Children and youth know that climate change is altering lives, environmental patterns and futures.
Human-caused climate change is altering the intensity of the likelihood of extreme weather, and has contributed to an abrupt rise in disasters over the past 20 years, creating significant personal and economic costs. In 2021, many people across Canada experienced the impacts of weather-related events linked to climate change, including devastating flooding, landslides, heat domes, wildfires, thawing permafrost and hurricanes.
We have examined existing research about understanding climate change related to youth and children and their mental health. Our focus is learning how to best equip young people to navigate climate change and to envision their futures amid multiple social challenges.
While the effects of climate change are undeniable across global communities, these effects also disproportionately impact people who experience social, structural and systemic inequities and marginalization.
Our early research findings have identified the importance of moving beyond traditional curricular approaches in schools.
We hope to help develop innovative ways to teach children and youth about climate change in a way that is trauma-informed and seeks to build resilience in children and youth. This includes linking scientific approaches with arts-based methods.
We have also begun a process of interviewing British Columbia educators and reviewing the province’s curriculum to assess how B.C. is doing with regards to best practices in climate change education, and what might be improved.
Intergenerational justice issue
Climate change is a social and intergenerational justice issue that disproportionately impacts children and youth, who have have inherited the problem.
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Youth and children also have unique needs in climate adaptation, mitigation and recovery processes, given the effects climate disasters can have on their lives. Children also want to be actively and meaningfully engaged in responses to climate change, but are often not given the opportunity — and when they do act, their efforts can go unnoticed.
When young people perceive that adults are not taking substantial action on climate change and when their voices go unheard, these experiences can contribute to youth losing hope for their futures. This is particularly the case in a media-saturated world where reminders of climate disasters, as well as misinformation, are permeating the news, social media and the social environment around them.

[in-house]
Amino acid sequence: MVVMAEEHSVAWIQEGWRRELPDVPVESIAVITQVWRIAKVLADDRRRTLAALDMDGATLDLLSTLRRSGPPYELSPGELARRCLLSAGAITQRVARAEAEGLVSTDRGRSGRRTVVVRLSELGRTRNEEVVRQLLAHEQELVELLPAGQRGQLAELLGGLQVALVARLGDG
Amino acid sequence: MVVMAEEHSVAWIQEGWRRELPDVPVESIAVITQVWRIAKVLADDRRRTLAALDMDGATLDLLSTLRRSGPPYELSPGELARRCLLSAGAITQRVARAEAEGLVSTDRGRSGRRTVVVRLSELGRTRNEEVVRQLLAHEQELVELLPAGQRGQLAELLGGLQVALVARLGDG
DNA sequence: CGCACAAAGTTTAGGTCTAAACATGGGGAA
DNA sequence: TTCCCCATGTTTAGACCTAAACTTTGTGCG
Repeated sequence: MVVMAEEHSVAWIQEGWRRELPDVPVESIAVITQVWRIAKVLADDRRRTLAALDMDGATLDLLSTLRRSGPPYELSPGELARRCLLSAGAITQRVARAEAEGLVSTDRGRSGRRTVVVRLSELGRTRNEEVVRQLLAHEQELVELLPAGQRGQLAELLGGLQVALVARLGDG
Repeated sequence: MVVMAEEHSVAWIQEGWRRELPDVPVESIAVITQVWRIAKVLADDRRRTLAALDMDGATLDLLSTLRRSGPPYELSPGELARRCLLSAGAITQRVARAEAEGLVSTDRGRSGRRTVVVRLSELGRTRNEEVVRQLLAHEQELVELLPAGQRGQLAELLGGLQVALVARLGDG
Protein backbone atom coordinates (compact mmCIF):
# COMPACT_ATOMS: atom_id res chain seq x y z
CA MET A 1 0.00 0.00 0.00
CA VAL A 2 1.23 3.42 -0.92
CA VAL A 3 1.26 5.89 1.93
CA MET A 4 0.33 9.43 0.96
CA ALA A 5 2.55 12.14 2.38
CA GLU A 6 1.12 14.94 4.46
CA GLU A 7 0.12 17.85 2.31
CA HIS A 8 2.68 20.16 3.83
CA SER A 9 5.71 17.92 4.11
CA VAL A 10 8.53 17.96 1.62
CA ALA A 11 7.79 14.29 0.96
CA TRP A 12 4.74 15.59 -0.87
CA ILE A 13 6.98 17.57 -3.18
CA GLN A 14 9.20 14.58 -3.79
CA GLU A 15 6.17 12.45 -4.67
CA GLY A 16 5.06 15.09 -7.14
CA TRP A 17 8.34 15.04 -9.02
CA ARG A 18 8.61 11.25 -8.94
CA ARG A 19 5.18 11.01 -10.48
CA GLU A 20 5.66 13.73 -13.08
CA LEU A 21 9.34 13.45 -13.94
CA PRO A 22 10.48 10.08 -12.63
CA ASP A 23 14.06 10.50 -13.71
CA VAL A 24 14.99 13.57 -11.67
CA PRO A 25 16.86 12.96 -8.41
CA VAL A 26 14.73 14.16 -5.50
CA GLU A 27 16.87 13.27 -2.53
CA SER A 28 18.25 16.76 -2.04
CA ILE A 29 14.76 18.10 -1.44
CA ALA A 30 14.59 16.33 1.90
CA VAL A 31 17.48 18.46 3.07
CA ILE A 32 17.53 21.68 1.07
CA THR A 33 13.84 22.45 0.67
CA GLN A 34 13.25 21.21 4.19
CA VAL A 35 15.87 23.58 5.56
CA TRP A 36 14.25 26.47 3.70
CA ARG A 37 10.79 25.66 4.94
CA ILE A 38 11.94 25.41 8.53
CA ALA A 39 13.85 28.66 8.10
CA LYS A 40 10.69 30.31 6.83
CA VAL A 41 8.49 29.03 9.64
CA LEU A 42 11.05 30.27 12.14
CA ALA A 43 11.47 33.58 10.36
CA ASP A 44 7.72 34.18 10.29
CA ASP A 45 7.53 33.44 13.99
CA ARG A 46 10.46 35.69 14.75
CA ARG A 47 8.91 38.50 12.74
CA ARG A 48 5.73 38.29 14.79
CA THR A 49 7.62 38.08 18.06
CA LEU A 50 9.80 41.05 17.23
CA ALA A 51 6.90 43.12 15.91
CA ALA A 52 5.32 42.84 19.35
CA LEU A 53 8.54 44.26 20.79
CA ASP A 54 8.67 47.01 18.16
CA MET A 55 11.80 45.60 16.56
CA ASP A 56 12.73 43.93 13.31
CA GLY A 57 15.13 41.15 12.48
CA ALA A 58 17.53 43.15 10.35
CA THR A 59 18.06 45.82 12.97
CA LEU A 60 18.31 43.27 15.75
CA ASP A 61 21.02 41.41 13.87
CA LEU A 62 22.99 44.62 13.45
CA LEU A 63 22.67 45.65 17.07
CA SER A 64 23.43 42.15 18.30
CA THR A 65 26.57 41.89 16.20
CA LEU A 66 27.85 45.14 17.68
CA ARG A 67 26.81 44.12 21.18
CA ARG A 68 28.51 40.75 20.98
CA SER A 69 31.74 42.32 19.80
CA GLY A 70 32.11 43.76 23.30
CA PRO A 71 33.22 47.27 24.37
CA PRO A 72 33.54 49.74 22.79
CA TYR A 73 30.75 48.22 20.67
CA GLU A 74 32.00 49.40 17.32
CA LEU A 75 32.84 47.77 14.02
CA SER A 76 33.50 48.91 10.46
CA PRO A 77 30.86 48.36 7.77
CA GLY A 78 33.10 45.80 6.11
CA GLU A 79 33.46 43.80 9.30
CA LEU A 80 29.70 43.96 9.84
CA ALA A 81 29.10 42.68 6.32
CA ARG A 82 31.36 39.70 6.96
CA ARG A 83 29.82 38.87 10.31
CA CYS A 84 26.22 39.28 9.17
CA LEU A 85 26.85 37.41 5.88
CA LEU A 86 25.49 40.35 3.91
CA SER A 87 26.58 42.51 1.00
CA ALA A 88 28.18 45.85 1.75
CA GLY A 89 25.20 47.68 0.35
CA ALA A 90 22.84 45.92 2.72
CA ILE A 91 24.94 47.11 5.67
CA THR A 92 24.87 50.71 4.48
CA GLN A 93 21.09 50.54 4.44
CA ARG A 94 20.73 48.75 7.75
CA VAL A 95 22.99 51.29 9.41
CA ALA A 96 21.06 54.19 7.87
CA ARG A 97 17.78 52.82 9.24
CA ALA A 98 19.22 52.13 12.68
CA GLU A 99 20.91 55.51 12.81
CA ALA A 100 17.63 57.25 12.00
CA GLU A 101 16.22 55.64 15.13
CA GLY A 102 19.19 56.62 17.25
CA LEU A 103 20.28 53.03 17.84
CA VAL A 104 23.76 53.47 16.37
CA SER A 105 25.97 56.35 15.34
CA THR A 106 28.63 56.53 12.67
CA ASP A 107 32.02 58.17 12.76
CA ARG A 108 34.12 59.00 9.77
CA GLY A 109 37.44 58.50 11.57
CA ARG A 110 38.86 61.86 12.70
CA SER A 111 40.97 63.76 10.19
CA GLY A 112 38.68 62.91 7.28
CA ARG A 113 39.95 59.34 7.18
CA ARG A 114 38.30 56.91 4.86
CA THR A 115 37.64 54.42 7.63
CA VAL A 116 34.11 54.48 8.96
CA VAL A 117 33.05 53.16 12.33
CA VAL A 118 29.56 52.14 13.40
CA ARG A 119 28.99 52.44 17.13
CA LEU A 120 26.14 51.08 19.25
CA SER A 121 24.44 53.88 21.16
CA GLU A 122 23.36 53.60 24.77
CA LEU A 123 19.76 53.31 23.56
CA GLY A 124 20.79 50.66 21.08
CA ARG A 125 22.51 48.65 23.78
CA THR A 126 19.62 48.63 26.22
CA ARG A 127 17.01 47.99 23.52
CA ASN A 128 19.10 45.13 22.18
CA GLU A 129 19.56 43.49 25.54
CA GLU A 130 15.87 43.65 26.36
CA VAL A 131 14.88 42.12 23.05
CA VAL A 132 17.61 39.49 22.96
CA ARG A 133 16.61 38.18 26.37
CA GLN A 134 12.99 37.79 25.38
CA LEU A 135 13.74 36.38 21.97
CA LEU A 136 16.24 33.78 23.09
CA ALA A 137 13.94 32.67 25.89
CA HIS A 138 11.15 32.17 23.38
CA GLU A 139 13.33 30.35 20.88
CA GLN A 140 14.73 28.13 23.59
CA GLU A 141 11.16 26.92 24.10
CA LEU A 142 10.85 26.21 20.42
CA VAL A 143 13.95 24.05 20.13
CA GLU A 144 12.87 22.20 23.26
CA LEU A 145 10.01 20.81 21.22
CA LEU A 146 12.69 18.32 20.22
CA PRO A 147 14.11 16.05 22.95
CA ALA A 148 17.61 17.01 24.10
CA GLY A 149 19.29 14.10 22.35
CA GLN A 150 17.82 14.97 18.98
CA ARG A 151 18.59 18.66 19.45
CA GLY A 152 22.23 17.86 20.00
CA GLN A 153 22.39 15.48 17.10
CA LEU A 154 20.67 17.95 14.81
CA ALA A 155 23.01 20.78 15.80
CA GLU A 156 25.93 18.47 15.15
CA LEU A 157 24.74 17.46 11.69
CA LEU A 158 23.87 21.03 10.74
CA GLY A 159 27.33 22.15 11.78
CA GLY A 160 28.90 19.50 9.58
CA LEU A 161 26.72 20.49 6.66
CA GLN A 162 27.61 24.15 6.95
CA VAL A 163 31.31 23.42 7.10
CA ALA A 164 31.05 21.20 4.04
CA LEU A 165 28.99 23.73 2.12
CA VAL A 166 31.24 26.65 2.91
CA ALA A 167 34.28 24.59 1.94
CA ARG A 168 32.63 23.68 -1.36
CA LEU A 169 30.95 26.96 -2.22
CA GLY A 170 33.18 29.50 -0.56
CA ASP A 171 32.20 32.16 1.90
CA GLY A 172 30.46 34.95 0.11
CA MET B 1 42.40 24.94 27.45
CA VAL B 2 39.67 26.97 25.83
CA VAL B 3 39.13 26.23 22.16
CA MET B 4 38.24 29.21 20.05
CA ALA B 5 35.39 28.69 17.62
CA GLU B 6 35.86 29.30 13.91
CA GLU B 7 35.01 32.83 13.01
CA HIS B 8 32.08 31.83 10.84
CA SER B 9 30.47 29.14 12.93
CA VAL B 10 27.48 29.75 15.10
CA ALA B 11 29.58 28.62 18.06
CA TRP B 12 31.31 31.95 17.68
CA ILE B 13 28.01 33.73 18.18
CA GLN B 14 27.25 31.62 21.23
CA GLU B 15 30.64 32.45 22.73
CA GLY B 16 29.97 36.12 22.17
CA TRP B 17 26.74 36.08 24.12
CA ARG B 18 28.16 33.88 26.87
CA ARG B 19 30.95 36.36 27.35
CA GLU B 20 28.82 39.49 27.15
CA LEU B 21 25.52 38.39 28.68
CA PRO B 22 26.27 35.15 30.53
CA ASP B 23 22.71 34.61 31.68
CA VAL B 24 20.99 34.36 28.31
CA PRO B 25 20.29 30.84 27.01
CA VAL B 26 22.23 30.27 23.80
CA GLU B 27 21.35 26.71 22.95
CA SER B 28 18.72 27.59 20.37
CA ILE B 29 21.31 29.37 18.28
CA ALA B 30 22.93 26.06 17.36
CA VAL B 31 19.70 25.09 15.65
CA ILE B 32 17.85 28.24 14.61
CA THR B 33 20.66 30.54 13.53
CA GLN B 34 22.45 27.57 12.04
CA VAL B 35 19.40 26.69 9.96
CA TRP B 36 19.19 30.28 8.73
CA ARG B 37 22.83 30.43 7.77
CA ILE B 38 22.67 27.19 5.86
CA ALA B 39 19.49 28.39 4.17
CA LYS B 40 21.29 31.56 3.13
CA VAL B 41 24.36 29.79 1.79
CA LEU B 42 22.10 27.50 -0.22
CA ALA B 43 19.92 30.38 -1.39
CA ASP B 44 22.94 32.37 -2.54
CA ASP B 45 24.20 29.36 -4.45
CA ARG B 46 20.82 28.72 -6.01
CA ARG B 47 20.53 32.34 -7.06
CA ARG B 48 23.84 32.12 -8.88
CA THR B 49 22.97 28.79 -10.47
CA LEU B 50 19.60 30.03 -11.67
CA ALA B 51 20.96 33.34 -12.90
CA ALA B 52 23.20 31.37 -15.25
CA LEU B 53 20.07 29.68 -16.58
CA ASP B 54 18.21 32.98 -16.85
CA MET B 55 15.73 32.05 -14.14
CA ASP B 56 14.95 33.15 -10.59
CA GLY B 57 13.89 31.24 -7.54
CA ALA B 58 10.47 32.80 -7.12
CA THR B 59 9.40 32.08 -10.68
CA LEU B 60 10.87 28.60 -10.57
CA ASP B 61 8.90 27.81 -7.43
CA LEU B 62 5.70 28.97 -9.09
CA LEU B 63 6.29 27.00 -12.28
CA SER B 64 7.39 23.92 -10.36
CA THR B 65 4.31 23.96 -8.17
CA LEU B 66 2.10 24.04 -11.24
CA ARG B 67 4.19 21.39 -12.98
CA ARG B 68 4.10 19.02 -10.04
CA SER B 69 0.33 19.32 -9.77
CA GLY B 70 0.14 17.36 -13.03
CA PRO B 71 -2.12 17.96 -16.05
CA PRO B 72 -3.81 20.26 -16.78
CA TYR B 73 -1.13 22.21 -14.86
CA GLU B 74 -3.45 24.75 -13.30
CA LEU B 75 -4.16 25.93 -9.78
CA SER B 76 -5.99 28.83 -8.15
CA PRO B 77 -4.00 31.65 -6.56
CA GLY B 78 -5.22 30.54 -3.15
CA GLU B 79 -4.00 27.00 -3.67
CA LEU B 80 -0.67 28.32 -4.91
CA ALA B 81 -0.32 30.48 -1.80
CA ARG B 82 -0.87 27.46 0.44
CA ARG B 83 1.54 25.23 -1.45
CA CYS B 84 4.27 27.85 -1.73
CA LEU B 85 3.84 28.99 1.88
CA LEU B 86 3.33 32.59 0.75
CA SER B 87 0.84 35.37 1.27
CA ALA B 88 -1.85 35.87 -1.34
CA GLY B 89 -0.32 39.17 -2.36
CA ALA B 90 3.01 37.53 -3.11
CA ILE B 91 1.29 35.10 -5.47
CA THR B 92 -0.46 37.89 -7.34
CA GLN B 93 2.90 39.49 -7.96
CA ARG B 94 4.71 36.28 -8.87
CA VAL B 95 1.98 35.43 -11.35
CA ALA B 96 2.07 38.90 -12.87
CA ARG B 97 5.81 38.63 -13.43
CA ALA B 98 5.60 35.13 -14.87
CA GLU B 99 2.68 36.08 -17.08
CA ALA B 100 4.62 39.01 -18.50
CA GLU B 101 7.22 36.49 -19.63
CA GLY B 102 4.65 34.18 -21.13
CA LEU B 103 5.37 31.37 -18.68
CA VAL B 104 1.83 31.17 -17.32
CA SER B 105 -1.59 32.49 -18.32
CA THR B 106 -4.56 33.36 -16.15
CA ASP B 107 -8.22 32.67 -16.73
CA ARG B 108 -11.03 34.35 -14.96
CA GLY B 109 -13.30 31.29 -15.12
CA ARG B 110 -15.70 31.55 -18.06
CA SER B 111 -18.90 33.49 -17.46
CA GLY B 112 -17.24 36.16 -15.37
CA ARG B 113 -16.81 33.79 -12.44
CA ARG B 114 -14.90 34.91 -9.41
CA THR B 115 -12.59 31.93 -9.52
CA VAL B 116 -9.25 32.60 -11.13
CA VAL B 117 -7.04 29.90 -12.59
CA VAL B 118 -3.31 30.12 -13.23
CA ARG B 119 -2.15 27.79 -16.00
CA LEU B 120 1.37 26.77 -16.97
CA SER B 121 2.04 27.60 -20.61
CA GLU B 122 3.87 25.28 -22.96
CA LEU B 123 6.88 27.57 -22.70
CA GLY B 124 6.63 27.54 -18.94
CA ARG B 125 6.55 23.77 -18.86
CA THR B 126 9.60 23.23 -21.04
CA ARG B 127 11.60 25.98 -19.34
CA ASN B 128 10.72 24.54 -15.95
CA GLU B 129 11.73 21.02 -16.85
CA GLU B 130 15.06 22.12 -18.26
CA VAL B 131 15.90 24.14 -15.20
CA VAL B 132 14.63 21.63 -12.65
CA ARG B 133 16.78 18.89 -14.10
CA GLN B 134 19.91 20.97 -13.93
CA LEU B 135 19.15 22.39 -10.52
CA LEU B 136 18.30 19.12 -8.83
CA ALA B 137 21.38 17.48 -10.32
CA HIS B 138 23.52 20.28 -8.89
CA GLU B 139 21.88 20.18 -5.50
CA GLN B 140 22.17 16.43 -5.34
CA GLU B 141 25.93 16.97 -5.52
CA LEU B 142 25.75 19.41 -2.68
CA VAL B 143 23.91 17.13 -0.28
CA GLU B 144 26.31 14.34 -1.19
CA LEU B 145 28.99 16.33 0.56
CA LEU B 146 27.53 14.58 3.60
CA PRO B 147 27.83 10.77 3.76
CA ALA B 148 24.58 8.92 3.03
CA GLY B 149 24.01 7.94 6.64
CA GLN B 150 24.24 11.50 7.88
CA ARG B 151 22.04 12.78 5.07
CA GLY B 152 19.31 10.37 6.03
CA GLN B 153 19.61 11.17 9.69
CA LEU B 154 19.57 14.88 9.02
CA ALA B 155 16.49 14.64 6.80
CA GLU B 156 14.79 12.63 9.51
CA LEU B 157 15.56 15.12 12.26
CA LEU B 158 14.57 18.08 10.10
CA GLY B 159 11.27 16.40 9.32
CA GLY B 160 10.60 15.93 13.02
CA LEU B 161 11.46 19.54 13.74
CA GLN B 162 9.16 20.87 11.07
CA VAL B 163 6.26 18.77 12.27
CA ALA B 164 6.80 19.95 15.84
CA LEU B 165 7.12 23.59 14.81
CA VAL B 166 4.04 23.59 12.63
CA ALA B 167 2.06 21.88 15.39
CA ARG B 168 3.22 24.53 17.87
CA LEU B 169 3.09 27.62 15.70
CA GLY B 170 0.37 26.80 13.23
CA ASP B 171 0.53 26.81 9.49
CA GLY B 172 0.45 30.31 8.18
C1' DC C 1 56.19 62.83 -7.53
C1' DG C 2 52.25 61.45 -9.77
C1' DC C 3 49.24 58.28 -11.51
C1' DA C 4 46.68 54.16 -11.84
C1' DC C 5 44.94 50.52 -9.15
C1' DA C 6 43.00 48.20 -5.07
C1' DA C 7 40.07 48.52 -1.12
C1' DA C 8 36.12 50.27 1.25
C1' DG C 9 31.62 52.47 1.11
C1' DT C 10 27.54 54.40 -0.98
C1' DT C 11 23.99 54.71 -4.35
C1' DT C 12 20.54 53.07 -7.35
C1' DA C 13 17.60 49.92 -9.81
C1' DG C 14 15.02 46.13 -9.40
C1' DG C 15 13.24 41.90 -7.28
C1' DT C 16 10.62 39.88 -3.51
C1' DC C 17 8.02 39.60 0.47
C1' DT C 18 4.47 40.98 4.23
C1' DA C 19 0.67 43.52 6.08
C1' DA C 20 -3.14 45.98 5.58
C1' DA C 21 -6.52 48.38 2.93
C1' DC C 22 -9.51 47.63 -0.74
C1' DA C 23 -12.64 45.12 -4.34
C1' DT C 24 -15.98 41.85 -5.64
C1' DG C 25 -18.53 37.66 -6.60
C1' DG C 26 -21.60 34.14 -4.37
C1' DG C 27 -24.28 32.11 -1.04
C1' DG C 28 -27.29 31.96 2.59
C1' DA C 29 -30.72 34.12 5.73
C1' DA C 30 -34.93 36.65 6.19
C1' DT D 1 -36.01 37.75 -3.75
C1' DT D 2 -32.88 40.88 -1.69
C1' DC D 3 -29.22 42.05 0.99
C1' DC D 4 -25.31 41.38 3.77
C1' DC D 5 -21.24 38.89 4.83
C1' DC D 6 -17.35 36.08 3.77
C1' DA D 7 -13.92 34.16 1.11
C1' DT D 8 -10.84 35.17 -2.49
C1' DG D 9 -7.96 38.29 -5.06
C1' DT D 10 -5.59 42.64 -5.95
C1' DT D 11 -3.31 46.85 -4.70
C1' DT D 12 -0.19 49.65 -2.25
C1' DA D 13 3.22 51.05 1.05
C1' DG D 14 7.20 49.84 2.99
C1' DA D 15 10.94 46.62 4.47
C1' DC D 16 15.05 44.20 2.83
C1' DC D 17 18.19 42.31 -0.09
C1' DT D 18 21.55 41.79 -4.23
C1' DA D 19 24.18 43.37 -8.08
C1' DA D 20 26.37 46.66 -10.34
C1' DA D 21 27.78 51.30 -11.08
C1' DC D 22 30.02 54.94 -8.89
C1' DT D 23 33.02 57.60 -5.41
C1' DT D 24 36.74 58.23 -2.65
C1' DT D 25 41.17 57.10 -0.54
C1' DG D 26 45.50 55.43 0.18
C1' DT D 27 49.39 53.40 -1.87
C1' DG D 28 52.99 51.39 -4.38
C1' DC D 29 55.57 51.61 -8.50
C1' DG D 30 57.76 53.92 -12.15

Read more: Students become school boiler-room sleuths to assess climate change risks
The impacts of climate change, as well as youth and children’s reaction to them, serve as continuous reminders for educators, parents or guardians, regional planners and health providers that climate change is an urgent issue requiring immediate attention. How we communicate about climate change and imagine possible social responses to this shared crisis has a lasting effect on children and youth today.
Need for ‘grounded hope’
For their development and well-being, children need information that both acknowledges the very troubling realities we are facing but also equips them to take action to change that future.
Building on the thinking of psychologist Lee Daniel Kravetz, we think this could be called offering “grounded hope” — a way of seeing based in a realistic understanding of circumstances, while cultivating hope by building confidence in our ability to have a role in shaping outcomes. With respect to climate change, this approach would encourage young people to learn how to identify and connect with the strengths and assets of their communities and to develop tools for envisioning and building sustainable solutions.